Editors’ Recommendations Binge-Travel the World in Luxury With Inspirato’s Unlimited Monthly Pass The Nomadic Beer Maestros of Evil Twin Brewing Find a Permanent Home in Queens Today we speak to the writer Peter Davis, who is well known in a plethora of amusing circles in New York City for being the life of the party and a total gentleman.His life according to him:I was born and raised in New York on the Upper East Side but by age 12 I was skateboarding downtown and at 16 I had a fake ID and was hitting nightclubs.I’ve always been obsessed with street style. My own look was a mash-up of my preppy roots, my love of punk rock and the hippy Dead Head fashion of my friends from boarding school in Connecticut. I was actually thrown out of boarding school and ended up back in NYC where I interned at Paper Magazine as a teenager. David Hershkovits and Kim Hastreiter, Paper’s founders, let me do everything from modeling to styling to writing. It was a dream internship and David and Kim are both mentors and the hip Jewish parents I never had.After graduating from Bennington as a painter, I moved back home to New York and worked for the Andy Warhol Foundation for the Visual Arts. I was Fred Hughes’assistant. Fred was Warhol’s business partner and the man with the best taste I have ever known. Fred taught me everything from how to shellac my hair with fancy gel from Paris (Fred’s hair always looked like black patent leather) to how to find great art at auction and how to throw a dinner party. I also wrote a monthly column for Paper.At 22 I was going out all the time. I was the first one to write about so many people –David Blaine, China Chow, Parker Posey and other people I hung out with. I got writing gigs from Vogue and Vanity Fair so I left the Warhol Foundation and wrote full time for a bunch of places like The New York Times, Details and others. I got to interview amazing people like Kelly Slater, Valentino, Gwen Stefani –it was incredible to get face time with so many fascinating people.For several years I bopped between Los Angeles and New York and then moved back full time to New York when I bought an apartment in Tribeca. I worked for The Daily Front Row for Brandusa Niro, who is so smart, cheeky and funny. At The Daily, I discovered Olivia Palermo and had her photographed as much as possible. I love that she became an international style star. We are still pals.After The Daily, where I was Features Director, I became the Editor in Chief of Avenue magazine. I pushed the envelope as far as I could, putting Hannah Bronfman on my first cover with the cover line: “Youthquake!”My last cover for Avenue was DJ Alexandra Richards in a teensy skirt, a bustier and big headphones. I shot all the DJ girls together and I was the first to do that: Mia Morretti, Hannah, Chelsea Leyland, Becka Diamond, Chrissie Miller. Avenue is very Upper East Side so having that as my last cover was a great send-off.I moved to Observer Media where I founded SCENE magazine. I did the magazine for two years and it was just me, one managing editor and one art director. Yikes! It was a crazy amount of work, but to get to do my own monthly magazine from soup to nuts was an incredible experience. I did it all –sold ads, planned events and copy edited every word. My inspiration for SCENE was Andy Warhol’s Interview –when Warhol was in charge. I hired a lot of my pals to do columns. Mike Nouveau, a DJ, did a food column. Donald Robertson did illustrations. It was amazing to work with friends and talented people and shoot covers like the one with Iman in a huge afro wig. But print is really a ticking clock. When Anna Wintour put Kanye West and Kim Kardashian on the cover of Vogue with a hashtag cover line, everyone became enraged. But it was a business move. Wintour is a seriously smart cookie and she knew that Instagram and the internet are the right now and Kanye and Kim are symbols of the digital age. But alas the cover didn’t sell that well. I gasped and thought: could print really be dying this fast? So SCENE ended and now I am about to enter the digital world in a big way. Stay tuned for my next gig, which is 100% digital and global. It’s 2014 and I want to be a digital first editor and writer.As for Peter’s personal style, here is what he had to tell us:Jeans: I only wear Levis. I like big E 505s and I sit in a warm water bathtub for 10 minutes then wear them until they are dry for true “shrink to fit.”If I cheat on Levis it’s with Naked and Famous or A.P.C.Shirts: I am devout to Thom Browne for button downs. They fit me perfectly and the oxfords age so well.Pants: I like the way Martin Margiela pants fit. Pants are all about how your butt looks in them and Margiela does my butt good.Suits: My tailor in London –Timothy Everest – makes all my suits. He is a true master. If I buy stuff off the peg, I love Michael Bastian sport coats, blazers and dinner jackets. I have a bunch of Bastian and they all fit as if they were tailored to my body.Shoes: For fancy shoes, I like John Lobb. I’ll wear Lobbs with a suit or jeans. My pal Mark McNairy makes the coolest brogues –with camouflage or leopard details –I have a bunch. Sneakers for me are either Vans slip-ons or Nikes.Accessories: I have a “blacked-out”Rolex that I never take off. I do buy hats, but never wear them.Outerwear: Wax cotton Barbour jackets, Supreme x North face parkas for brutal NYC winters and Levis jean jackets (big E vintage ones I score from Melet Mercantile –the mother ship of awesome vintage clothing).Your favorite App: Instagram –it’s everyone’s favorite app, which makes it so fun.Favorite piece of technology: I’m never without my iPhone, but I am trying to use the Leica M camera I bought. If I wasn’t an editor, I’d be a photojournalist. I am obsessed with Gary Winogrand, Robert Frank, Bruce Davidson and all those guys.Next tech purchase: The iPhone 6. Your Guide to a Road Trip Across New York State The Fine Art of Restoring a 1974 Range Rover Classic Hillrock Estate Distillery Is Making Some of the Best Whiskey in America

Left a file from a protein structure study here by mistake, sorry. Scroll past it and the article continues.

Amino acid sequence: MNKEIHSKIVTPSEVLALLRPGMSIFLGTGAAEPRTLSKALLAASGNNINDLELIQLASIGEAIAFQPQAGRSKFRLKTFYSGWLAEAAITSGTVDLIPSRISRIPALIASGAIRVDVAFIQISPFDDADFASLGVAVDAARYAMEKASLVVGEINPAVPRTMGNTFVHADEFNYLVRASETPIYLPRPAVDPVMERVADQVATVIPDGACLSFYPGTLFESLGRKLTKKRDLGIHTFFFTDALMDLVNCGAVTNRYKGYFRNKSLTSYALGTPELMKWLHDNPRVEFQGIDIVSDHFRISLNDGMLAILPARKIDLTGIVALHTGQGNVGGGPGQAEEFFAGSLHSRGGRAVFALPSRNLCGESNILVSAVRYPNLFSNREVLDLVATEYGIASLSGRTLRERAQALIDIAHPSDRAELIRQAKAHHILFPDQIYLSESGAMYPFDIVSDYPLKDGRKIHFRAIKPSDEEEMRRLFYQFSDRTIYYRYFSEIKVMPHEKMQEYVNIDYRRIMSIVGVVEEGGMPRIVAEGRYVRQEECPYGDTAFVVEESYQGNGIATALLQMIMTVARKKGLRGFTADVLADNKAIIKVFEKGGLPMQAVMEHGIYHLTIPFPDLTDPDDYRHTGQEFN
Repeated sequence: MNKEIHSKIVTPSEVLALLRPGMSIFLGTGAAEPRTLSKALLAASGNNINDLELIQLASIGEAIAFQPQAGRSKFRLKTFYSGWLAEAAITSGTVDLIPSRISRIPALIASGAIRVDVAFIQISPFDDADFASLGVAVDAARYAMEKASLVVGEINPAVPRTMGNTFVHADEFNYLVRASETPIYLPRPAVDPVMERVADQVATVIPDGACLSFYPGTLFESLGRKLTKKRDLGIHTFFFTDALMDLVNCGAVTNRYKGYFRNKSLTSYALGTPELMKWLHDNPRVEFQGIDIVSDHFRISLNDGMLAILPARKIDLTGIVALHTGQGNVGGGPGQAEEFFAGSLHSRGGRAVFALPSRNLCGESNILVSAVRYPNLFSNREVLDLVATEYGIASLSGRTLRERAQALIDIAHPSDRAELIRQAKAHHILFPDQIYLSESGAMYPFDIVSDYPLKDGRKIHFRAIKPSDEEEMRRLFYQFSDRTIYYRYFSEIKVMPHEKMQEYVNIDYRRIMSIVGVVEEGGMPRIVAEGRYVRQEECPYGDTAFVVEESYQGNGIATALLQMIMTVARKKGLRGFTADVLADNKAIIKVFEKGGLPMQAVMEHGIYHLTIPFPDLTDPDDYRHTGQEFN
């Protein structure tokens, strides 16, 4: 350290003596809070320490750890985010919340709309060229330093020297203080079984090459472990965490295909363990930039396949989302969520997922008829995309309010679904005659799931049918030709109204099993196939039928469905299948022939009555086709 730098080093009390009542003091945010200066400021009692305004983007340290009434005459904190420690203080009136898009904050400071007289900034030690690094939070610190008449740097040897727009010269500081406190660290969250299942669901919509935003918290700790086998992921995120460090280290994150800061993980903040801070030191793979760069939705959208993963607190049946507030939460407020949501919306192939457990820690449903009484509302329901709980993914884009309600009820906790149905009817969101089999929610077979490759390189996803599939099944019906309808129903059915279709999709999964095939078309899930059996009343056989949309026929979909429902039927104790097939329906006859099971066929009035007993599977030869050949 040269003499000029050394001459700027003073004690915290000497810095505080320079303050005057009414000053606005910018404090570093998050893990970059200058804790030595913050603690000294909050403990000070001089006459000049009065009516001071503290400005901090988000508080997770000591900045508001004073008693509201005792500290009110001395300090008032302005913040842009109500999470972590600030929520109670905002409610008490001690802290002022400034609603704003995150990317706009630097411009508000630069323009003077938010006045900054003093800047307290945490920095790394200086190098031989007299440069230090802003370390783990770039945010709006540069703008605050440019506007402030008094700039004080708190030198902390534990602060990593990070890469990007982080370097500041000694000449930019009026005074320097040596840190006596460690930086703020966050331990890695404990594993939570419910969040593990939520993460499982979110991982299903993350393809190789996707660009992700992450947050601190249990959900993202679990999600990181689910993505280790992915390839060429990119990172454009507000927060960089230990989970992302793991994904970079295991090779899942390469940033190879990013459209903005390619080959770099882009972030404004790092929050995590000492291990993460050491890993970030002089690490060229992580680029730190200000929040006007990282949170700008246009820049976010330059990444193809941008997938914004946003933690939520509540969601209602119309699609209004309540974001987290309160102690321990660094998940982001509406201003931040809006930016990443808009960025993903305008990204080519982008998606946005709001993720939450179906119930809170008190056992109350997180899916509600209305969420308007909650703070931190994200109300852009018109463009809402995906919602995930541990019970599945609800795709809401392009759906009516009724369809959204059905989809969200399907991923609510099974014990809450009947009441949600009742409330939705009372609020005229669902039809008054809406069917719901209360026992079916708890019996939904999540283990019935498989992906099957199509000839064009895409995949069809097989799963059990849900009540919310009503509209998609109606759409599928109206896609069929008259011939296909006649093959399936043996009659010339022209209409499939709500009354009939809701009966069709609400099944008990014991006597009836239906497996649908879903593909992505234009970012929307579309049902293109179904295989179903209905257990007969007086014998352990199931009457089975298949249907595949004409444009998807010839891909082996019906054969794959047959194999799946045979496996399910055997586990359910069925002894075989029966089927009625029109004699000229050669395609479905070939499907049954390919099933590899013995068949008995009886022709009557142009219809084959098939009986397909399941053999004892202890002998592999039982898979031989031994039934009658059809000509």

Three organizations have signed on as the first members of Nova Scotia’s Come to Life campaign charter, pledging to promote Nova Scotia and its attributes wherever they do business. Halifax International Airport Authority, Scotia Slate, and the Nova Scotia Fruit Growers Association joined Premier John Hamm and Economic Development Minister Ernest Fage in Wolfville on Tuesday, June 28, for the signing. “Our objective is to show the world that Nova Scotia is a wonderful place to work, raise a family and enjoy life,” said Premier Hamm. “To bring Nova Scotia’s unique attributes to life, we have to work together. We will be successful with the involvement and support of the private sector, associations, groups and individuals across the province. This program will live in the boardrooms of our businesses, in the classrooms of our universities, and in our conversations with people wherever we may find ourselves in this world.” The charter is designed to formalize the involvement of public- and private-sector organizations in telling Nova Scotia’s unique story. By signing the charter, each organization agrees to support the development of the Come to Life campaign though marketing and communications efforts and to embrace its meaning through the development of policies and programs. “From the very beginning, the province has been working closely with the private sector on this initiative, and now this co-operation is being taken to a new level,” said Mr. Fage. “With the support of private-sector companies we will tell our story to the world, and highlight our successes and achievements.” “We are pleased to be among the first members to sign on to promote Nova Scotia to the world,” said Jerry Staples, director of marketing and business development for the airport authority. “Each year, we welcome more than three-million passengers and deal with international clients. We see the benefits of working with the province to get Nova Scotia’s story out to the world.” This past year, the airport authority landed three first-place finishes in a global airport customer service survey. This included first place in overall passenger satisfaction for airports with less than five-million passengers, best airport in the Americas of any size, and best domestic airport worldwide. Halifax is Canada’s seventh busiest airport, and this year, reached all-time highs in passenger and cargo statistics. Scotia Slate is a Nova Scotia success story from Rawdon, Hants Co. Founded in 1995, the company quarries and processes slate for a variety of purposes including flooring, fireplaces, walkways and honed surfaces for vanities. They market slate in North America with their sights set on the global market. The company has grown in sales and employees over the past 10 years and projects continued growth with a deposit reserve estimated to last a minimum of 100 years. “As soon as we heard about the effort to promote our province, we wanted to get involved,” said Debra Donovan, president and CEO of Scotia Slate. “Nova Scotia is a great place to live and run a business, and we will help deliver that message to the rest of the world.” Another supporter of Come to Life is the Nova Scotia Fruit Growers Association. The organization helps apple growers market and sell products worldwide. “From our perspective, this is the right time for us to organize our efforts to promote Nova Scotia, and it’s a great fit with the work our group is doing,” said Dela Erith, executive director of the association. “Our members are committed to being ambassadors for the program, communicating the attributes of Nova Scotia to markets and organizations across the country and beyond.” Nova Scotia’s Come to Life campaign is rooted in a series of attributes that describe the province. Taken as a whole, they describe a place and a people that are quite rare and special. These unique attributes — coastal, accessible, safe, genuine, dependable, creative, innovative, and resourceful — contribute to a wonderful quality of life that offers variety and balance that is unrivalled anywhere. Come to Life markets Nova Scotia as a wonderful place to live, work, invest, play, and visit.
World cereal prices are expected to stay high during the next year because of low global stocks, production problems and continued strong demand, according to the latest forecast of the United Nations Food and Agriculture Organization (FAO), released today. The Food Outlook report warned that these high cereal prices are driving domestic food inflation across much of the world, sparking price increases for such retail staples as bread, pasta, milk and meat. The analysis found there was “such a widespread and commonly shared concern about food price inflation, a fear which is fuelling debates about the future direction of agricultural commodity prices in importing as well as exporting countries, be they rich or poor.” It also noted that record freight rates – driven up in part by soaring petrol prices – and high export prices mean many countries will pay more for importing cereals than they did in previous years, even though they are importing less. For most cereals, “supplies are much tighter than in recent years, while demand is rising for food as well as feed and industrial use. Stocks, which were already low at the start of the season, are likely to remain equally low because global cereal production may only be sufficient to meet expected world utilization,” the agency said. But the report added that at least one cereal crop, wheat, may experience a price fall next year thanks to indications that some countries are considering planting more wheat for harvesting next year, thus increasing the supply on the international market. The price of maize, which reached a 10-year high in February, is also starting to come down in response to this year’s record crop reaching the market. By contrast, the price of barley is soaring, due to a combination of supply problems in Australia and Ukraine and the tighter availability of other feed grains. The greatest jump, however, is in the price of dairy products, which are rising by between 80 per cent to more than 200 per cent. 7 November 2007World cereal prices are expected to stay high during the next year because of low global stocks, production problems and continued strong demand, according to the latest forecast of the United Nations Food and Agriculture Organization (FAO), released today.